Victorian Manchester led the way in terms of new and radical political and social ideas, which challenged the old, landed order of British society. One of those who stood at the forefront of the Manchester radicals was Abel Heywood, who, having worked his way up to wealth and renown from the most poverty-stricken beginnings, was a Bowdon resident for the last twenty years of his life.
Joanna Williams, a historian and member of St Mary’s Choir, has published a biography of Heywood, the leading light behind the construction of the Town Hall, and who, as mayor, opened it in 1877. It was clear that many of his social and political aspirations would not be achieved in his lifetime. Many have been realised since his death but others still remain unfulfilled and the work continues.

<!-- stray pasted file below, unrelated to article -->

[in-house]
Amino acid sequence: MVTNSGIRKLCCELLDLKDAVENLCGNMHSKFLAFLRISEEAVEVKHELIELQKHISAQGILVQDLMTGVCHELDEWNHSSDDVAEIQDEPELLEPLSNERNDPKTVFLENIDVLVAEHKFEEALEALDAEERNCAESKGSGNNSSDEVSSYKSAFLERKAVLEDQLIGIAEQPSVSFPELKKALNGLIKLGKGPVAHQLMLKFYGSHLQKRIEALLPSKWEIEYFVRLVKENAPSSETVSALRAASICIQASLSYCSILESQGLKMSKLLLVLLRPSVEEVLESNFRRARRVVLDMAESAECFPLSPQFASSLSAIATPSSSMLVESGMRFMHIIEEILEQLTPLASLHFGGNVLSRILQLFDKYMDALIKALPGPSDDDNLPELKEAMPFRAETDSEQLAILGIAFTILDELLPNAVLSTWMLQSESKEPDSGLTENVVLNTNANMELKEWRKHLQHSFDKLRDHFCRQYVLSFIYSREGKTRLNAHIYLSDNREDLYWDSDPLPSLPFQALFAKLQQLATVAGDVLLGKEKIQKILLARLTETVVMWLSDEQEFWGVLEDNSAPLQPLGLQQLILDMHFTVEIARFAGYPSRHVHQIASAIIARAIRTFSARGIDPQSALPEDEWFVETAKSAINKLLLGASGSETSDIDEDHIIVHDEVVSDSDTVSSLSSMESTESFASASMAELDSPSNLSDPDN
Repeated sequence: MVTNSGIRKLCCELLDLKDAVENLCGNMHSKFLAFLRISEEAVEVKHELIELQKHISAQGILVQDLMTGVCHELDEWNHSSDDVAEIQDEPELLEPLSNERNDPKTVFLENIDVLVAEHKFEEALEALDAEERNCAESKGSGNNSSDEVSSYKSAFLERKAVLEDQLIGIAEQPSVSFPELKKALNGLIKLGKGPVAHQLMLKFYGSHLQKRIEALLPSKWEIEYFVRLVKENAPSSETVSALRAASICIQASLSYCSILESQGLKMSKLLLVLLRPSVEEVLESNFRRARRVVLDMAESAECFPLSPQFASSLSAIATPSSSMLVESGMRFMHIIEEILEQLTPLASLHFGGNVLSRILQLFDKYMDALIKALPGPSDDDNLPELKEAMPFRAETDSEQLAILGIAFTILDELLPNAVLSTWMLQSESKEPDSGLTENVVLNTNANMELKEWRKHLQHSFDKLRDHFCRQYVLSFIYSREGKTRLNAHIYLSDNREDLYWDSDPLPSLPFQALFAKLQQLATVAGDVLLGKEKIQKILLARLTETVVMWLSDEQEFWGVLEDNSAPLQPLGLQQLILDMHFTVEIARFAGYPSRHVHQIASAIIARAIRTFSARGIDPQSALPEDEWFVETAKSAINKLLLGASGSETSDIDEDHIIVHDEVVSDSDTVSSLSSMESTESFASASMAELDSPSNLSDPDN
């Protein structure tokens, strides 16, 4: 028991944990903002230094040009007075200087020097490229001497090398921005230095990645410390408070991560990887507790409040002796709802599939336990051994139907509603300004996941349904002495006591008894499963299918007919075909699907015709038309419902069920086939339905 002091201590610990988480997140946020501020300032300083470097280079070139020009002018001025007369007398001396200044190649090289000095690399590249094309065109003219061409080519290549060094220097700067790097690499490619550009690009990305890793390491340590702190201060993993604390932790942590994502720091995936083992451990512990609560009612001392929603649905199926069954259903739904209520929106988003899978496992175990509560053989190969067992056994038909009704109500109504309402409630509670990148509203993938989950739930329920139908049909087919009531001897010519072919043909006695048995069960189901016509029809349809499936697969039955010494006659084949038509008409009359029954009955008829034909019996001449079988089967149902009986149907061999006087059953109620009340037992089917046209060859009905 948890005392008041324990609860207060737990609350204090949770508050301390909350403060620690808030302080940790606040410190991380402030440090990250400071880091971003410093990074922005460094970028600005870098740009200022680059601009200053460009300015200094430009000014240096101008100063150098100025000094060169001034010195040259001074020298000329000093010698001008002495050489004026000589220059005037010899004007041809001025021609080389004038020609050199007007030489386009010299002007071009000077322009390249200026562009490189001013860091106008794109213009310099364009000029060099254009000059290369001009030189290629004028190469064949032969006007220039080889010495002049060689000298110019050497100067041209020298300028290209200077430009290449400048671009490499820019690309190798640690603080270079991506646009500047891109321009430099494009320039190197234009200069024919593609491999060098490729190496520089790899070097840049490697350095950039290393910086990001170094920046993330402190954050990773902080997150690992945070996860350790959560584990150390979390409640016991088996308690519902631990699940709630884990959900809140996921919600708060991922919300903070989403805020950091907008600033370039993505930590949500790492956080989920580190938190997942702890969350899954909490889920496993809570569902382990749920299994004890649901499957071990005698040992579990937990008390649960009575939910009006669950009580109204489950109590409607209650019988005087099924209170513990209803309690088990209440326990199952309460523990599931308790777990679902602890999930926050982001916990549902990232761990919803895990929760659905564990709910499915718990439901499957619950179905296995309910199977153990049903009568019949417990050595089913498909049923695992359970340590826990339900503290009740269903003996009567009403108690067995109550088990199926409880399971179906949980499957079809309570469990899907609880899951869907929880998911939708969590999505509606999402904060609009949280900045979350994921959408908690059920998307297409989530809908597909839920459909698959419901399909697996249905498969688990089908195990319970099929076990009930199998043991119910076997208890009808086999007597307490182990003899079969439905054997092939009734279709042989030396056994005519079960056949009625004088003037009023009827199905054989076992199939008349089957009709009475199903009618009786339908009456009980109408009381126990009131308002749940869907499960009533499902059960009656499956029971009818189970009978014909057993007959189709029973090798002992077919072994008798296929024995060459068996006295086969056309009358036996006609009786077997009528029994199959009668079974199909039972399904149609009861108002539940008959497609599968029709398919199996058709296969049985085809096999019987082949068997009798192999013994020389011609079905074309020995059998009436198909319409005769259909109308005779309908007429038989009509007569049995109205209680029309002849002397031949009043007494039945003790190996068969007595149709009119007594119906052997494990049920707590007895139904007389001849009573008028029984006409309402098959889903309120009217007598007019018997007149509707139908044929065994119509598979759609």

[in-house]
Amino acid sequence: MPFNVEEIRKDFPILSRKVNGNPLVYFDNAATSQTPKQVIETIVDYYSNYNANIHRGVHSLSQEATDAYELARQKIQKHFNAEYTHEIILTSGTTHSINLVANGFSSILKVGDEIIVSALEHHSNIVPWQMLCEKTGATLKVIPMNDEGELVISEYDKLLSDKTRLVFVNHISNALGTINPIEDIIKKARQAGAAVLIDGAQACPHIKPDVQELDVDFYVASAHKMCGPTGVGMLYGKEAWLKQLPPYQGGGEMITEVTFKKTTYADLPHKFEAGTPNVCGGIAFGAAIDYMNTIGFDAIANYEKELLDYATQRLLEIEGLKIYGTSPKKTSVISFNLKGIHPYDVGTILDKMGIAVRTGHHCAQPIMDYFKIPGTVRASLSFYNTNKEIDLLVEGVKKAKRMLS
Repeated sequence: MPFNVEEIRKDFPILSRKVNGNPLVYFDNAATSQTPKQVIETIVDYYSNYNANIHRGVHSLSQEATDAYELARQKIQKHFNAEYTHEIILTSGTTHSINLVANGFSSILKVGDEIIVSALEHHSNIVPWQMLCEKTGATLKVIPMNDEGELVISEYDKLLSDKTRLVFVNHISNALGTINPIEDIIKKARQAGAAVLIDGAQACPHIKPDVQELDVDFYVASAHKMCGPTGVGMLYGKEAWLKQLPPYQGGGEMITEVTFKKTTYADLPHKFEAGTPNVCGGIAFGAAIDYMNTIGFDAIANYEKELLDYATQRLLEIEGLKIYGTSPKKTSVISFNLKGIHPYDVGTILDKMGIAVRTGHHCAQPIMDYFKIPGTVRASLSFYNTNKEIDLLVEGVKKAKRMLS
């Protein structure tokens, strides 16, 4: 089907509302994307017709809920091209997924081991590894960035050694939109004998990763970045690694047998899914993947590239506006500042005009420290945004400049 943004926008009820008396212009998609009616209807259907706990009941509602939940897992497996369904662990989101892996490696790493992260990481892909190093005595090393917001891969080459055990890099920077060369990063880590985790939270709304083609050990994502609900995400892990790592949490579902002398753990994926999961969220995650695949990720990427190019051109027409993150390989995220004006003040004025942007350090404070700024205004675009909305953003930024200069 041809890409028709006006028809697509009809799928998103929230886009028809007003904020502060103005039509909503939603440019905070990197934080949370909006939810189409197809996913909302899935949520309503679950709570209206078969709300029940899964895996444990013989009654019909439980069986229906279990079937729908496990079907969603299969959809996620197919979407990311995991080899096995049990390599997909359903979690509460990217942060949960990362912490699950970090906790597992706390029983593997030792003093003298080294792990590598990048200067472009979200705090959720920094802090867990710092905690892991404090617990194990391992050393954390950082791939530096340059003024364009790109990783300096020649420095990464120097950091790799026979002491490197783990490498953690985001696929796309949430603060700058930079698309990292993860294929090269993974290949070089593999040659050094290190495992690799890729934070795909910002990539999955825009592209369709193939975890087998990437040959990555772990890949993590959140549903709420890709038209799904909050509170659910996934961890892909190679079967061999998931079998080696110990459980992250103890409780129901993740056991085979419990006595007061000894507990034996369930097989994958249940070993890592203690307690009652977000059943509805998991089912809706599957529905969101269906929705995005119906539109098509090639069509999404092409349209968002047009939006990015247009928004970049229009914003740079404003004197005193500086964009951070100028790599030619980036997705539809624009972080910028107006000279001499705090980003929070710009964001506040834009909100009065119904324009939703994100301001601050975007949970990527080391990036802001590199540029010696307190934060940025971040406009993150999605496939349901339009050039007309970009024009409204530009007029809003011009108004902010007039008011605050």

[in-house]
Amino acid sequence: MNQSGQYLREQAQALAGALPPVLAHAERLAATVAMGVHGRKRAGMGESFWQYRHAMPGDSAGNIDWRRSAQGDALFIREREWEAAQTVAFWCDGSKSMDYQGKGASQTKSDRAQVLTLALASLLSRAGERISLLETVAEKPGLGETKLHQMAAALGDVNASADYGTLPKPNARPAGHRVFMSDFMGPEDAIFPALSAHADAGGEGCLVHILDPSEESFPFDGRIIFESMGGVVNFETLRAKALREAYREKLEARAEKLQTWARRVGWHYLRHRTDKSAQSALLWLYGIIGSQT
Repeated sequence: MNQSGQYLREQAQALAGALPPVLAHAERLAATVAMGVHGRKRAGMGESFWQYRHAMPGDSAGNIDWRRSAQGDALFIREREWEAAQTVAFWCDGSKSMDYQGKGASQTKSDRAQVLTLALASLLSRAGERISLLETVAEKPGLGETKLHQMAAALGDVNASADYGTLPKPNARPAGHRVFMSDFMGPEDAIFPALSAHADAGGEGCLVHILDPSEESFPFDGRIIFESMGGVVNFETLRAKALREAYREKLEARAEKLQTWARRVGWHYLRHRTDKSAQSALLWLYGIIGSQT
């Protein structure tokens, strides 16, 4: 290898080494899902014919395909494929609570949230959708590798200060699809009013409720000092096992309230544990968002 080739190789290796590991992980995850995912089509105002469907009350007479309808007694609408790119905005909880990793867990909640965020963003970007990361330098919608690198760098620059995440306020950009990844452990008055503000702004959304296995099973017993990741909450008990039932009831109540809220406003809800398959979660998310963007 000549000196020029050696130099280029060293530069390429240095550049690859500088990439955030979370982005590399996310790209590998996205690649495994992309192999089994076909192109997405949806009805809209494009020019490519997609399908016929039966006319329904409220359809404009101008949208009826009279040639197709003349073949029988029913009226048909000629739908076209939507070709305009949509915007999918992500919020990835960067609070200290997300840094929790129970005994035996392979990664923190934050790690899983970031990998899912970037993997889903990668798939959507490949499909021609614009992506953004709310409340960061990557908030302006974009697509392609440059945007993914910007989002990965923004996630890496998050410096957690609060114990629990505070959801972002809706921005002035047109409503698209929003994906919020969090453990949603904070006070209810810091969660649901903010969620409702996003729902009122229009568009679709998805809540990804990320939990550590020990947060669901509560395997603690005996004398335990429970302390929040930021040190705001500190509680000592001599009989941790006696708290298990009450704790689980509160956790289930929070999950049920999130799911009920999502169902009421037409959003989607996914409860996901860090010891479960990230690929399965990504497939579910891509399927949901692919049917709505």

He was acknowledged in his own time as a great father of the city; in 1891 he was given its freedom, a rare honour. His most striking legacy is the iconic Town Hall, recently the scene of vigils for the victims of the terrible atrocity at the Manchester Arena. He would have been very proud of the way the city has pulled together to face tragedy. It is the vindication of his constant faith in ordinary people, and a fitting manifestation of the success of the efforts that he and many others invested in the city he loved.
“Manchester’s Radical Mayor, Abel Heywood: the man who built the Town Hall”, by Joanna M Williams, sponsored by Living Ventures Group, is published by the History Press.
Joanna will address the Ladies’ Continental Breakfast on Sat 19 May 2018.